Follow-up is one thing. Pestering is another. And it’s true that there is a fine line between the two. It will vary from customer to customer. You’ve got to feel them out. But there’s little worse than for a customer to say that a sales person is harassing her. That’s the kind of sales person people go out of their way to avoid. Never call to “check in” with a prospect. That’s nagging. Always have a reason to call that adds a little more value than, “Are you ready to buy yet?”

5. Being a Know-It-All

Being knowledgeable is a good thing, but it can be taken too far. Some sales people take sadistic pleasure in proving their customers wrong. They’ll smugly contradict a customer in an effort to show how smart they are. Bad move. Sales is not a battle of wits. And customers (at least the ones worth doing business with) are not idiots. Many times, depending on the nature of their businesses, they’ll know more about the products than the sales people selling them.

6. Not Taking “No” for an Answer

Sometimes, no means no. When kids ask repeatedly, “Are we there yet?” Does their incessant questioning ever cause the arrival? No. But sales people often assume that, if they ask for the sale enough times, the customer will magically change their minds. Sometimes, an uncertain customer can be persuaded and a sales person isn’t doing his job if he doesn’t try. However, when a customer has made her decision not to buy, a sales person that keeps asking will only stir up more resentment. Sales people need to learn when no means no and when it means, “convince me.”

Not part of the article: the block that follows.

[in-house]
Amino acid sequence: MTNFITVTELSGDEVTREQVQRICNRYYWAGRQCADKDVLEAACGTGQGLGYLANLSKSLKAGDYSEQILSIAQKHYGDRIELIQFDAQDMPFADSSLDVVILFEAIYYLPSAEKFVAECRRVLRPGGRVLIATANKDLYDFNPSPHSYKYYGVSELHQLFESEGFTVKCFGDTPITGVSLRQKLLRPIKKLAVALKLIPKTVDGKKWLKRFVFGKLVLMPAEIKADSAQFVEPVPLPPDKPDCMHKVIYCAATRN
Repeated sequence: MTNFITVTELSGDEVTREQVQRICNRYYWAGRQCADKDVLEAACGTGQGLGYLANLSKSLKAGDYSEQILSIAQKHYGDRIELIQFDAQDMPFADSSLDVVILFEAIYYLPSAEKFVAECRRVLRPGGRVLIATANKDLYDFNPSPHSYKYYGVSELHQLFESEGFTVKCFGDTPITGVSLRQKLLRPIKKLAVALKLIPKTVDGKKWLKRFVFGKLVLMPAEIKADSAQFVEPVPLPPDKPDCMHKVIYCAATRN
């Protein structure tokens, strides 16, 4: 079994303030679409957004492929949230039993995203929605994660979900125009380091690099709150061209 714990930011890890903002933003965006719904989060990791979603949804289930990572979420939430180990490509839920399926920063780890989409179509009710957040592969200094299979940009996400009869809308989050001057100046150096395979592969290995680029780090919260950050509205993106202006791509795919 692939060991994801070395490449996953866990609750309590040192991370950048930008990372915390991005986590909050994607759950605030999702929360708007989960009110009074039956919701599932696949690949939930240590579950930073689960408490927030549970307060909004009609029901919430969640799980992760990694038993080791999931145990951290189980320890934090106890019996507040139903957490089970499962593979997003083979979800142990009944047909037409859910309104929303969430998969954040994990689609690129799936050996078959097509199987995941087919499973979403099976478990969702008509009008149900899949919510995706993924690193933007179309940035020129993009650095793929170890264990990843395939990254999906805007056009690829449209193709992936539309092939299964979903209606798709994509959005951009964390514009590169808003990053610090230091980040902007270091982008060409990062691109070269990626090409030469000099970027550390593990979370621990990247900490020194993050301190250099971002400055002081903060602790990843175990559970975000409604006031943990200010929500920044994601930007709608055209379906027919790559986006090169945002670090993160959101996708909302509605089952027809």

7. Not Paying Attention

Looking at your watch. Playing with your smartphone. Entering data into your computer. These things signal to your customer that you aren’t paying attention…and that you don’t care. Customers find unengaged sales people irritating, especially if they are trying to get answers to their questions. Sales people that are dismissive, inattentive, or unconcerned are likely to be forgone in favor of sales people that openly express how much they care about getting the business.

8. Interrupting

The misconception is that good sales people have the gift of gab. I don’t think that is entirely true. People are annoyed when they can’t get a word in. Customers, when confronted with a sales person that won’t stop talking, are often too nice to interrupt the sales person. As a result, the sales person loses out on finding out what the customer wants. Great sales people are great listeners and are able to get their customers to open up. And the never interrupt!

9. Being Too Pushy